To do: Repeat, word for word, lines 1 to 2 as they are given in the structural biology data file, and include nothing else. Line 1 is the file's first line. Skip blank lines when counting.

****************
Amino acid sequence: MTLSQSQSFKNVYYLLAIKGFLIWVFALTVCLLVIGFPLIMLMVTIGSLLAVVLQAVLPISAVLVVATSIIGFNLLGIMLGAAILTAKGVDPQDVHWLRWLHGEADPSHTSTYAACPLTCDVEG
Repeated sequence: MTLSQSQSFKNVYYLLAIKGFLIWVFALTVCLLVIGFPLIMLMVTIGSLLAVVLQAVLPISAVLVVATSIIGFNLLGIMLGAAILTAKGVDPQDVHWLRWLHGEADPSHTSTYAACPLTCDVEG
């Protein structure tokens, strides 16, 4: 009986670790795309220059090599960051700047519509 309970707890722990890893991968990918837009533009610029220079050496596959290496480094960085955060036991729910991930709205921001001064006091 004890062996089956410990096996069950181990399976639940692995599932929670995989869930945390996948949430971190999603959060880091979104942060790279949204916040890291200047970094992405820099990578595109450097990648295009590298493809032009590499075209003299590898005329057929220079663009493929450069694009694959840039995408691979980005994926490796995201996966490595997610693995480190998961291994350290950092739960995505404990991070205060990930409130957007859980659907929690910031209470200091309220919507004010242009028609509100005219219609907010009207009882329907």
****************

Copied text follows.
Amino acid sequence: MTLSQSQSFKNVYYLLAIKGFLIWVFALTVCLLVIGFPLIMLMVTIGSLLAVVLQAVLPISAVLVVATSIIGFNLLGIMLGAAILTAKGVDPQDVHWLRWLHGEADPSHTSTYAACPLTCDVEG
Repeated sequence: MTLSQSQSFKNVYYLLAIKGFLIWVFALTVCLLVIGFPLIMLMVTIGSLLAVVLQAVLPISAVLVVATSIIGFNLLGIMLGAAILTAKGVDPQDVHWLRWLHGEADPSHTSTYAACPLTCDVEG